UPDATED: Disney CEO Bob Iger defended his presence on President Donald Trump’s financial advisory panel during the company’s annual shareholders meeting on Wednesday, saying he believed there would be many occasions when he would bring “adversarial” positions to the group that advises the new administration.
Iger made his comments when he was pressed by several speakers at the meeting in Denver to drop off the Trump panel of financial leaders.
“I think there is an opportunity for me to express views that I think … are of value to the company and its shareholders,” Iger said. He added that he expected to take positions “adversarial to the view of the administration” on a number of issues, including immigration, adding “it’s not an endorsement of the new administration.”
Speakers at the meeting in Denver said they were presenting petitions with more than 500,000 signatures, calling for Iger to step down from the panel. A few of the speakers said that Disney would suffer economic repercussions from customers who would boycott the company’s films, theme parks, and other business, as a result of his work on the Trump panel.
Iger, who missed the first meeting of the Trump panel while he was attending a Disney board meeting, said he thought the most powerful messages his company could send were through the films and television programs it presented to the world. He pointed to last year’s animated film “Zootopia” as promoting the idea of inclusiveness. He said that other Disney productions — like the ABC sitcom “Blackish” and the “Star Wars” film “Rogue One” — also made a case for the value of diversity.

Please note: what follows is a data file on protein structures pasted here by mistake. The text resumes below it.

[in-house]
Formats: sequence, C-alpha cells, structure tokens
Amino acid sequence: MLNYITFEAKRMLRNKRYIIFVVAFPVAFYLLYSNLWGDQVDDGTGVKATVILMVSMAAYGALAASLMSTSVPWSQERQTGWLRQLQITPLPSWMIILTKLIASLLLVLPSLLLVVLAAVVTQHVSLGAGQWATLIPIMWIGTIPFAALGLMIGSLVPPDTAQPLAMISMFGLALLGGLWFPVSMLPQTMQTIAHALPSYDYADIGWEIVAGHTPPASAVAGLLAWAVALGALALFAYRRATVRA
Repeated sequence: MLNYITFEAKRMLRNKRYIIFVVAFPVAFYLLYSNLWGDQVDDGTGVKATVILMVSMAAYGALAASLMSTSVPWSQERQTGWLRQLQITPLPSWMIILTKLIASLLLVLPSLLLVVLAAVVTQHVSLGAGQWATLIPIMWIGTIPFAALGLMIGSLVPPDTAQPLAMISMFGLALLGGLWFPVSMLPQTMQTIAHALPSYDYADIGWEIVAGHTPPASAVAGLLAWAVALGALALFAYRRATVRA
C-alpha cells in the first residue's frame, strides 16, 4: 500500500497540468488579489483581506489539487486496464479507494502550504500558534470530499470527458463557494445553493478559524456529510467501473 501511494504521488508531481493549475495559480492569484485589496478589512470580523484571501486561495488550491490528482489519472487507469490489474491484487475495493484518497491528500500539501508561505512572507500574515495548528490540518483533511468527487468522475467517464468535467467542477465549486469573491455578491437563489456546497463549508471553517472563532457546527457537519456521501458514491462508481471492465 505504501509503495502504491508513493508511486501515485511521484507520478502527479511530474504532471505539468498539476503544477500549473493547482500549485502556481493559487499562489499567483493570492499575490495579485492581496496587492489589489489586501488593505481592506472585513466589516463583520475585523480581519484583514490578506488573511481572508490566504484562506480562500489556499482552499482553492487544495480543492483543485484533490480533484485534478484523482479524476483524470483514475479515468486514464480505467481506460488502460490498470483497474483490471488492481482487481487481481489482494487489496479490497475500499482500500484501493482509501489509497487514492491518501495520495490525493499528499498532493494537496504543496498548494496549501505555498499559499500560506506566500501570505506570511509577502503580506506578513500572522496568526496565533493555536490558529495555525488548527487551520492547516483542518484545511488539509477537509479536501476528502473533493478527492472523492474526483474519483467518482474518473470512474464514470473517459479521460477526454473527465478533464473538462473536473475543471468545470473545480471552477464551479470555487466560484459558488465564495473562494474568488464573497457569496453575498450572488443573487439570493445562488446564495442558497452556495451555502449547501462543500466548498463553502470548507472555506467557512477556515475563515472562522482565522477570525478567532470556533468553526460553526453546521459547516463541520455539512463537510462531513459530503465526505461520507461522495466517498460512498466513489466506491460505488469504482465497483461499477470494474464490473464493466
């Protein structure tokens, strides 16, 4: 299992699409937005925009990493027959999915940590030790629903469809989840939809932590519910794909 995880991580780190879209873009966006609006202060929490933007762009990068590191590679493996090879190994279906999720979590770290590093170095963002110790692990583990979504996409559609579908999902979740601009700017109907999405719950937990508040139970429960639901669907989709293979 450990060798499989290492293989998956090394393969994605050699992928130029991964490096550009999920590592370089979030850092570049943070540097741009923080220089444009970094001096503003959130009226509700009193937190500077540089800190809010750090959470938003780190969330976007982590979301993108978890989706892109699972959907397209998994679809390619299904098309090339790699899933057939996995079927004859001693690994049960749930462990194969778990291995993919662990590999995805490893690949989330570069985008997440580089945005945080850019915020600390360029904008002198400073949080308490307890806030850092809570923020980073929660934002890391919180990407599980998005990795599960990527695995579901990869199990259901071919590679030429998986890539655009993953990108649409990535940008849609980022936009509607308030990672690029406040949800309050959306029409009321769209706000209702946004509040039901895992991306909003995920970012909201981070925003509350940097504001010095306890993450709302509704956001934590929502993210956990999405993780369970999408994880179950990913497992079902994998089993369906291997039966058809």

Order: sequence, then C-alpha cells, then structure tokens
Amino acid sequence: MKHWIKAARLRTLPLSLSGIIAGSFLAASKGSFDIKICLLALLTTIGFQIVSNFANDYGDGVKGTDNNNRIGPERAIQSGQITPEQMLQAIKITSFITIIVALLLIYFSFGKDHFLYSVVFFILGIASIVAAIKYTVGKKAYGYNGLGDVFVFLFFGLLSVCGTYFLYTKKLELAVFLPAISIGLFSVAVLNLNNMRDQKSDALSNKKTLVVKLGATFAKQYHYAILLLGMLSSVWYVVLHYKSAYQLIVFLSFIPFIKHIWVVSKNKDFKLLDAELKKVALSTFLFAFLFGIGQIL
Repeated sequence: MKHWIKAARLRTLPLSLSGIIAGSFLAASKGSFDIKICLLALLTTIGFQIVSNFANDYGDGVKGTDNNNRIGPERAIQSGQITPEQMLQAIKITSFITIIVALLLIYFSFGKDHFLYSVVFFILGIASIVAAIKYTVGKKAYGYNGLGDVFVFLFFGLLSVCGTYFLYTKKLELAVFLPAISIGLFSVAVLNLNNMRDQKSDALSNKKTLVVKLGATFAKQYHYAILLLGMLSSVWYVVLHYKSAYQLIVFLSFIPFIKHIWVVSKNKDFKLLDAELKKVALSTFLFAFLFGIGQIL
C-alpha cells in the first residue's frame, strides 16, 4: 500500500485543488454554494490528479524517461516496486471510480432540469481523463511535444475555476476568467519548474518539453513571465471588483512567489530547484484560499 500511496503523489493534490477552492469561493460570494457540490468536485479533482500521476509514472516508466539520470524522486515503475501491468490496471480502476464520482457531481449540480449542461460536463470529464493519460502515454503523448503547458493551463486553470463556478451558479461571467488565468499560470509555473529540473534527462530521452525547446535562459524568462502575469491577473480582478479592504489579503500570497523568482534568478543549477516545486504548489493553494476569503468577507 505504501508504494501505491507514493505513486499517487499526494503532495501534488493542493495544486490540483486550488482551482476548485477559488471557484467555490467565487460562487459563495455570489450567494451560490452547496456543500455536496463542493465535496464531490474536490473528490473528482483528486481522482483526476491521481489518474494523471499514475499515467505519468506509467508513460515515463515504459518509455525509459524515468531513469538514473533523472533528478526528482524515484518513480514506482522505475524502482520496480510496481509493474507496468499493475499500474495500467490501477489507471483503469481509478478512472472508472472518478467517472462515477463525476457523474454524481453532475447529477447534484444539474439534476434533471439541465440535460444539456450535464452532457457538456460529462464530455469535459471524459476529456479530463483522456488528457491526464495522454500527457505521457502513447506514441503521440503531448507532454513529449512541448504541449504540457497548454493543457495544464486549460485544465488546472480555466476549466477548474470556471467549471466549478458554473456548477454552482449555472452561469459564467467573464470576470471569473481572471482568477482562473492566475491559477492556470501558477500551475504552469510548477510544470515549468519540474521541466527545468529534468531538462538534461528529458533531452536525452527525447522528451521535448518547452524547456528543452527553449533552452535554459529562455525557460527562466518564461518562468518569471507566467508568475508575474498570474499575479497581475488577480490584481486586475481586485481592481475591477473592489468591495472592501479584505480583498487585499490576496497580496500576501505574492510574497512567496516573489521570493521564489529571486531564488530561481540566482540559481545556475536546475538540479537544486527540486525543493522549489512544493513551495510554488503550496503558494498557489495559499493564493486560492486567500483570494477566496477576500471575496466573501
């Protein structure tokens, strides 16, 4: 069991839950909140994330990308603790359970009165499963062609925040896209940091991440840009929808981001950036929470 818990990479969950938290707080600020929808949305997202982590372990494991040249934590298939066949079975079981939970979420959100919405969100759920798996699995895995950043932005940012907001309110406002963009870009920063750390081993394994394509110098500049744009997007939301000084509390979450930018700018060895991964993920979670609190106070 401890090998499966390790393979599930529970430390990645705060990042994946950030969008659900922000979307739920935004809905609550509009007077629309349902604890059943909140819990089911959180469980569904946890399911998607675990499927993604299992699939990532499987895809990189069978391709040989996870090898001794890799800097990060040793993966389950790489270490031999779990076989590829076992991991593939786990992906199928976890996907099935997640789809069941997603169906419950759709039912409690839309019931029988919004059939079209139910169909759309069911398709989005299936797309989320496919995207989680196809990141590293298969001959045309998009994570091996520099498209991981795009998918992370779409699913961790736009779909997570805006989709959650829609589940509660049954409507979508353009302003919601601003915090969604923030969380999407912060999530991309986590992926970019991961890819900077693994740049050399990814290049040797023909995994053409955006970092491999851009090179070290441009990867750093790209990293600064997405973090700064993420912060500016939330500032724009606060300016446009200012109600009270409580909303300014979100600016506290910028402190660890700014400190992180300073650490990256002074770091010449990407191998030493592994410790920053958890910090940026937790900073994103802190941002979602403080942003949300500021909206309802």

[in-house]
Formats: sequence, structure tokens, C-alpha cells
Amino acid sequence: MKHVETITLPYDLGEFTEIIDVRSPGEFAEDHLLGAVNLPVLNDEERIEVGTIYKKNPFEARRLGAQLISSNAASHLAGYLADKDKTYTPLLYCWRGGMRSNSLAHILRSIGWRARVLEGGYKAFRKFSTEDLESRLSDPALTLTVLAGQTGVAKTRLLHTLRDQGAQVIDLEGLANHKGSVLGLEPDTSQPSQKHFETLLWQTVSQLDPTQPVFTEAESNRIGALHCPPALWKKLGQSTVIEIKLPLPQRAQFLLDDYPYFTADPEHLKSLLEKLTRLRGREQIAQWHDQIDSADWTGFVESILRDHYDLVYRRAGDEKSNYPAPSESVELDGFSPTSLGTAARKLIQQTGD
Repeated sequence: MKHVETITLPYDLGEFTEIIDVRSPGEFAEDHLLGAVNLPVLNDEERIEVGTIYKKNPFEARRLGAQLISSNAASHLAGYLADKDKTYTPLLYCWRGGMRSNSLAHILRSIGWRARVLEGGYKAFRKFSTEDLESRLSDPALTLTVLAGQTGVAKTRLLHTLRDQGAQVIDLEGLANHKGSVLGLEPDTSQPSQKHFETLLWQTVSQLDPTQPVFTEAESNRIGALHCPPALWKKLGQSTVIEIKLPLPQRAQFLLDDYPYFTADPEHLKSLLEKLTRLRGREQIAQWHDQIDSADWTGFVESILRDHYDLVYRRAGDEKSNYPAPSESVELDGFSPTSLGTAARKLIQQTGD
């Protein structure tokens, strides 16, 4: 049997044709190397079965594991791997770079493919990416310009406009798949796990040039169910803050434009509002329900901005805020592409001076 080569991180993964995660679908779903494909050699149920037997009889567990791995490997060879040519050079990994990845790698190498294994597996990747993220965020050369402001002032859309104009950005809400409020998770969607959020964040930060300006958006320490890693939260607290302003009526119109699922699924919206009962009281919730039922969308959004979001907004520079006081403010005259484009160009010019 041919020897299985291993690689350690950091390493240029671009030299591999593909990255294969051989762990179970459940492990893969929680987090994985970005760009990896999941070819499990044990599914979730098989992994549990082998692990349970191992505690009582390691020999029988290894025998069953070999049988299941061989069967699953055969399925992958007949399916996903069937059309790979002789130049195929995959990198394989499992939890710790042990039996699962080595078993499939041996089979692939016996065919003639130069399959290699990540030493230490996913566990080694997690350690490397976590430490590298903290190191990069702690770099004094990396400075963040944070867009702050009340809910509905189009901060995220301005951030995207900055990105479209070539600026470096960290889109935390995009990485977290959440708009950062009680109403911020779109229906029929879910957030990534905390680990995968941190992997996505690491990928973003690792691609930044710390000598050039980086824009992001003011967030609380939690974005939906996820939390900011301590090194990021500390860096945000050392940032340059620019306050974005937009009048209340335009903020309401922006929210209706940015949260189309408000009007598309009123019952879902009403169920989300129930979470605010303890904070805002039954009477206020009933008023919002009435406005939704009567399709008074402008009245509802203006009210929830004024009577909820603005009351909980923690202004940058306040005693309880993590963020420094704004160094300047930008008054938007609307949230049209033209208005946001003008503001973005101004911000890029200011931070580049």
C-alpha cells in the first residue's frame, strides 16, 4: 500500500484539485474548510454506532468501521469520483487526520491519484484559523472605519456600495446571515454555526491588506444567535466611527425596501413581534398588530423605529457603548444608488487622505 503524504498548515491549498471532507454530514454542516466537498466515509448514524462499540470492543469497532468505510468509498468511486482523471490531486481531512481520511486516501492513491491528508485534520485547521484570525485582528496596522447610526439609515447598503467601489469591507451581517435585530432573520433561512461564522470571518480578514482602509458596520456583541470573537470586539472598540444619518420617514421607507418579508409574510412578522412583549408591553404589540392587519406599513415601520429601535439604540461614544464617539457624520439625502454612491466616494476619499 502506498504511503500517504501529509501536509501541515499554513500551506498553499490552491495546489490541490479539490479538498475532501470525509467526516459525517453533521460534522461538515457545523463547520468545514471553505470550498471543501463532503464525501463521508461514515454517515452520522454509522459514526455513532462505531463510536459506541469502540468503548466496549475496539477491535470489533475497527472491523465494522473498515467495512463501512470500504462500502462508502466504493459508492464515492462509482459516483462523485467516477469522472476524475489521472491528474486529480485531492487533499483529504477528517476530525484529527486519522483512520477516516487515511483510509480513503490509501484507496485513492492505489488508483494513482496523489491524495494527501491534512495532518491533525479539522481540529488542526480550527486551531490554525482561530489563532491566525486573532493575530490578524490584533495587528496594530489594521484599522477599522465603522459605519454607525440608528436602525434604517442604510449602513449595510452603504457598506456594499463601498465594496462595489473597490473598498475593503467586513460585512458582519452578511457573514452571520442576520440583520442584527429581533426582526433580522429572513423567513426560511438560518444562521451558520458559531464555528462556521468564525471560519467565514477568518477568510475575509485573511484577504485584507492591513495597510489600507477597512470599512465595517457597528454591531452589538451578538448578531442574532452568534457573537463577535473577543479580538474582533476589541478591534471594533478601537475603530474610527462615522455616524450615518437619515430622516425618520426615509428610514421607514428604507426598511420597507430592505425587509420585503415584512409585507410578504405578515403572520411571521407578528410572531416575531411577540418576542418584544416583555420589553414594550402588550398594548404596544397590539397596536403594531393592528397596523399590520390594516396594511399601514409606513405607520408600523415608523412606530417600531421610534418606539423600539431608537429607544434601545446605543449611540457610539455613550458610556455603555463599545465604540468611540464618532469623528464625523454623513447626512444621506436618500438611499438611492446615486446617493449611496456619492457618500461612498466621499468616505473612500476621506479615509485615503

“That’s where we think we can make the biggest impact on the planet,” Iger said. The Disney CEO said the values expressed in such movies extend to his personal representation of the company, including at forums like the one Trump has convened with business leaders. “I can assure you the values I speak of are expressed whenever I get the chance,” he insisted.
The Disney boss seemed to signal that another issue on which he might disagree with Trump was climate change, which the new president once called a “hoax.” Iger said in the talk with shareholders,”We think the changes we are already seeing in the climate today are real, and in many ways they are a result of man’s impact on the world. … These issues are very real and things we need to take very seriously.”
More than one speaker told Iger they thought that his mere presence on the Trump panel would appear to some as an endorsement of the president’s policies, which were described as racist and anti-immigrant — including his limitations on travel from six Muslim-majority nations. Uber CEO Travis Kalanick to dropped off the Trump panel last month following a threatened boycott.
But one speaker agreed with Iger that he could do more good by remaining on Trump’s panel. “I think being a voice in the room is important,” said a man who identified himself as Dwight Morgan. “I want to thank you for being our voice in the room with the president.”
Iger took a blast from the political right as well. Justin Danhof of the conservative National Center for Public Policy Research said Disney networks ABC and ESPN had been proven to “cater to liberal cultural elites” and asked when the practice would stop.
Iger, who spent years at ABC before moving to the corporate parent, rejected that accusation, saying that all of the press provided a “vital check and balance” on those in power and that ABC News, in particular, had worked “very, very hard to present the news in a fair way.”
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